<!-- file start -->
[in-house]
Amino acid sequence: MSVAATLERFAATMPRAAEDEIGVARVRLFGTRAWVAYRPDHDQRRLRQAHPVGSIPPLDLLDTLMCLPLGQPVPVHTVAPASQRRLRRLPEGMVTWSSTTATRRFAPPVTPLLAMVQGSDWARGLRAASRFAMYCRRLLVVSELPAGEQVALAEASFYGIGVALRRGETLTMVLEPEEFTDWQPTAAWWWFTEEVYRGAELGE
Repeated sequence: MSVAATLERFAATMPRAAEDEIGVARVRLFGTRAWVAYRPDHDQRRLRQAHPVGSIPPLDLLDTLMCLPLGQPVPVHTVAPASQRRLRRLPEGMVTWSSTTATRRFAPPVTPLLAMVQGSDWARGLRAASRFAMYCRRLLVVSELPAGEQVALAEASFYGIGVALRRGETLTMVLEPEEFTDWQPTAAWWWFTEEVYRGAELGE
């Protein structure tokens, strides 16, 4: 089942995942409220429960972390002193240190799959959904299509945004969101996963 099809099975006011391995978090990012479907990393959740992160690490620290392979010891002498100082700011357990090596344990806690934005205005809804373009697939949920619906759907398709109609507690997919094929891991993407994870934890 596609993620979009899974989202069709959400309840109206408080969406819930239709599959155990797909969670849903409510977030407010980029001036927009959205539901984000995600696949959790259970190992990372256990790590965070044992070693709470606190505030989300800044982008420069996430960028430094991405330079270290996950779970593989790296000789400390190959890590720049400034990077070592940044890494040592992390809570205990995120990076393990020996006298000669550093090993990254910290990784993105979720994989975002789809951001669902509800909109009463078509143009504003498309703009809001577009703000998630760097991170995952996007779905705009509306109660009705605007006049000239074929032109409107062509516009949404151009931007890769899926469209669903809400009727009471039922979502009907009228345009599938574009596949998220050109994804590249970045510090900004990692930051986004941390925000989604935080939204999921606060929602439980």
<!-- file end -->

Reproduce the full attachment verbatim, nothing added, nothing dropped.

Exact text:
[in-house]
Amino acid sequence: MSVAATLERFAATMPRAAEDEIGVARVRLFGTRAWVAYRPDHDQRRLRQAHPVGSIPPLDLLDTLMCLPLGQPVPVHTVAPASQRRLRRLPEGMVTWSSTTATRRFAPPVTPLLAMVQGSDWARGLRAASRFAMYCRRLLVVSELPAGEQVALAEASFYGIGVALRRGETLTMVLEPEEFTDWQPTAAWWWFTEEVYRGAELGE
Repeated sequence: MSVAATLERFAATMPRAAEDEIGVARVRLFGTRAWVAYRPDHDQRRLRQAHPVGSIPPLDLLDTLMCLPLGQPVPVHTVAPASQRRLRRLPEGMVTWSSTTATRRFAPPVTPLLAMVQGSDWARGLRAASRFAMYCRRLLVVSELPAGEQVALAEASFYGIGVALRRGETLTMVLEPEEFTDWQPTAAWWWFTEEVYRGAELGE
């Protein structure tokens, strides 16, 4: 089942995942409220429960972390002193240190799959959904299509945004969101996963 099809099975006011391995978090990012479907990393959740992160690490620290392979010891002498100082700011357990090596344990806690934005205005809804373009697939949920619906759907398709109609507690997919094929891991993407994870934890 596609993620979009899974989202069709959400309840109206408080969406819930239709599959155990797909969670849903409510977030407010980029001036927009959205539901984000995600696949959790259970190992990372256990790590965070044992070693709470606190505030989300800044982008420069996430960028430094991405330079270290996950779970593989790296000789400390190959890590720049400034990077070592940044890494040592992390809570205990995120990076393990020996006298000669550093090993990254910290990784993105979720994989975002789809951001669902509800909109009463078509143009504003498309703009809001577009703000998630760097991170995952996007779905705009509306109660009705605007006049000239074929032109409107062509516009949404151009931007890769899926469209669903809400009727009471039922979502009907009228345009599938574009596949998220050109994804590249970045510090900004990692930051986004941390925000989604935080939204999921606060929602439980």